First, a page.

Obverse: Alexander in the Guise of Hercules
Reverse: Zeus Seated Holding an Eagles and Scepter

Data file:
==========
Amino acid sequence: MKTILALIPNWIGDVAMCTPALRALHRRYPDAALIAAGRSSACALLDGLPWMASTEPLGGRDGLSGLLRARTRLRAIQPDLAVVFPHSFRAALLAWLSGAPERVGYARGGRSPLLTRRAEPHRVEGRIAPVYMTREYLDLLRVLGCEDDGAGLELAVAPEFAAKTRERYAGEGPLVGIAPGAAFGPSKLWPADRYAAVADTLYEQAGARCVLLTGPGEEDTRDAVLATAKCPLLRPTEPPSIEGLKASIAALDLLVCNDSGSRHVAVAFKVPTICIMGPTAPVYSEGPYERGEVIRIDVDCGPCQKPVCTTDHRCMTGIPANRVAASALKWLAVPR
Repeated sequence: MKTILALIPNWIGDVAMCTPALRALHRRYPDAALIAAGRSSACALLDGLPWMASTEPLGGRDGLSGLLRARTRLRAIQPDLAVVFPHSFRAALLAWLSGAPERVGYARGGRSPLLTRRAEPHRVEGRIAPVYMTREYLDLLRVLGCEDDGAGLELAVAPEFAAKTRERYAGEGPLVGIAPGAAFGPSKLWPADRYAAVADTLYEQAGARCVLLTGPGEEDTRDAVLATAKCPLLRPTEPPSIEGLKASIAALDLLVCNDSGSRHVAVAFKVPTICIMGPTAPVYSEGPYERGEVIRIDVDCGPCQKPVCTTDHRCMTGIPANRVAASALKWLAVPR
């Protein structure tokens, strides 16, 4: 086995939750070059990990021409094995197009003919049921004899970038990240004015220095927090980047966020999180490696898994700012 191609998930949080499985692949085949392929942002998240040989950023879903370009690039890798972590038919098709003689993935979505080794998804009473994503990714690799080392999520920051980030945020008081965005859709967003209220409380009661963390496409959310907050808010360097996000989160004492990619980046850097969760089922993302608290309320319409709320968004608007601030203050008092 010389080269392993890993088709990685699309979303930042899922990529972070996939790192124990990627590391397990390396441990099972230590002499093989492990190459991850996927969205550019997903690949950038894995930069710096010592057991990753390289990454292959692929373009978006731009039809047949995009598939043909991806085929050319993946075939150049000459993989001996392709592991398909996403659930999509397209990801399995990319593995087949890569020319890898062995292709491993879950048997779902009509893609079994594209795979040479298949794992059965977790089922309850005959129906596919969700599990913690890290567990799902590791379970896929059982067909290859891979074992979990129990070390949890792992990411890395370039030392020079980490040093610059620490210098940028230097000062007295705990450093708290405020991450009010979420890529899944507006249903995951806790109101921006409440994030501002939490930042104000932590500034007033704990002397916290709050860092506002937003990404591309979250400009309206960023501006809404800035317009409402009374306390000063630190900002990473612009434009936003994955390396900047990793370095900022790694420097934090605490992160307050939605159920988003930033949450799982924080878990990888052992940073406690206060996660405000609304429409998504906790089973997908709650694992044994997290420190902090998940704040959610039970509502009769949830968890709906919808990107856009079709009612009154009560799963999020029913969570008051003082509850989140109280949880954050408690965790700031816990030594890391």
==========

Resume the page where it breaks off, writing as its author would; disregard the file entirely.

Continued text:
How many hands have touched a coin in your pocket or your purse? What eras and lands have the coin traversed on its journey into our possession? As we reach into our pockets to pull out some change, we rarely hesitate to think of who touched the coin before us, or where the coin will venture to after us. More than money, coins are a symbol of the state that struck them, of a specific time and place, whether currency in the age we live or an artifact of a long forgotten empire. Worth a month’s pay, a silver coin like this would have rewarded the bravery and fortitude of the officers serving under one of history’s most celebrated generals, Alexander the Great. Son to King Phillip II of Macedon, tutored in his youth by Aristotle, Alexander conquered one of the largest kingdoms the world has ever known. Marching from Egypt, through Asia Minor, and into the heart of central Asia, Alexander lead a swift and successful military campaign that defeated the potent Persians and stretched the edges of Hellenic civilization to new lands. While his vast empire dissolved after his death, the carefully cultivated legend of Alexander will continue to live on not only in our history books and museums, but also in artifacts like this coin: concrete remnants of ancient empires passed from the hands of civilization to civilization, from generation to generation.